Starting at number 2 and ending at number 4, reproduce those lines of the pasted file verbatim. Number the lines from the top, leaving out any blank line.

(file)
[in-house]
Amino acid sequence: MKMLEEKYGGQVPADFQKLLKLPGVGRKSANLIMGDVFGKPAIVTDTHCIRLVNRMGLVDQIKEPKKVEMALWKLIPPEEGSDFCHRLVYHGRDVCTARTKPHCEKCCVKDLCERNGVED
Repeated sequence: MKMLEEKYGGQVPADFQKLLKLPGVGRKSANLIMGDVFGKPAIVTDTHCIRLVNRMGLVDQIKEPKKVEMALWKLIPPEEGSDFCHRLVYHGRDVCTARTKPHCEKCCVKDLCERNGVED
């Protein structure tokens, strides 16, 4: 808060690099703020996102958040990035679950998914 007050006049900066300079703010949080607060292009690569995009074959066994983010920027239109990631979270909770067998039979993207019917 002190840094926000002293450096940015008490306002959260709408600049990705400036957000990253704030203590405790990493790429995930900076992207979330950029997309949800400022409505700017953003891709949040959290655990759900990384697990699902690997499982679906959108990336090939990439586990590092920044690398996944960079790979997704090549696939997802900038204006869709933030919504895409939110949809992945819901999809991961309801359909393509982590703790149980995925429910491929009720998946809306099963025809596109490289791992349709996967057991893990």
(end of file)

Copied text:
Amino acid sequence: MKMLEEKYGGQVPADFQKLLKLPGVGRKSANLIMGDVFGKPAIVTDTHCIRLVNRMGLVDQIKEPKKVEMALWKLIPPEEGSDFCHRLVYHGRDVCTARTKPHCEKCCVKDLCERNGVED
Repeated sequence: MKMLEEKYGGQVPADFQKLLKLPGVGRKSANLIMGDVFGKPAIVTDTHCIRLVNRMGLVDQIKEPKKVEMALWKLIPPEEGSDFCHRLVYHGRDVCTARTKPHCEKCCVKDLCERNGVED
């Protein structure tokens, strides 16, 4: 808060690099703020996102958040990035679950998914 007050006049900066300079703010949080607060292009690569995009074959066994983010920027239109990631979270909770067998039979993207019917 002190840094926000002293450096940015008490306002959260709408600049990705400036957000990253704030203590405790990493790429995930900076992207979330950029997309949800400022409505700017953003891709949040959290655990759900990384697990699902690997499982679906959108990336090939990439586990590092920044690398996944960079790979997704090549696939997802900038204006869709933030919504895409939110949809992945819901999809991961309801359909393509982590703790149980995925429910491929009720998946809306099963025809596109490289791992349709996967057991893990």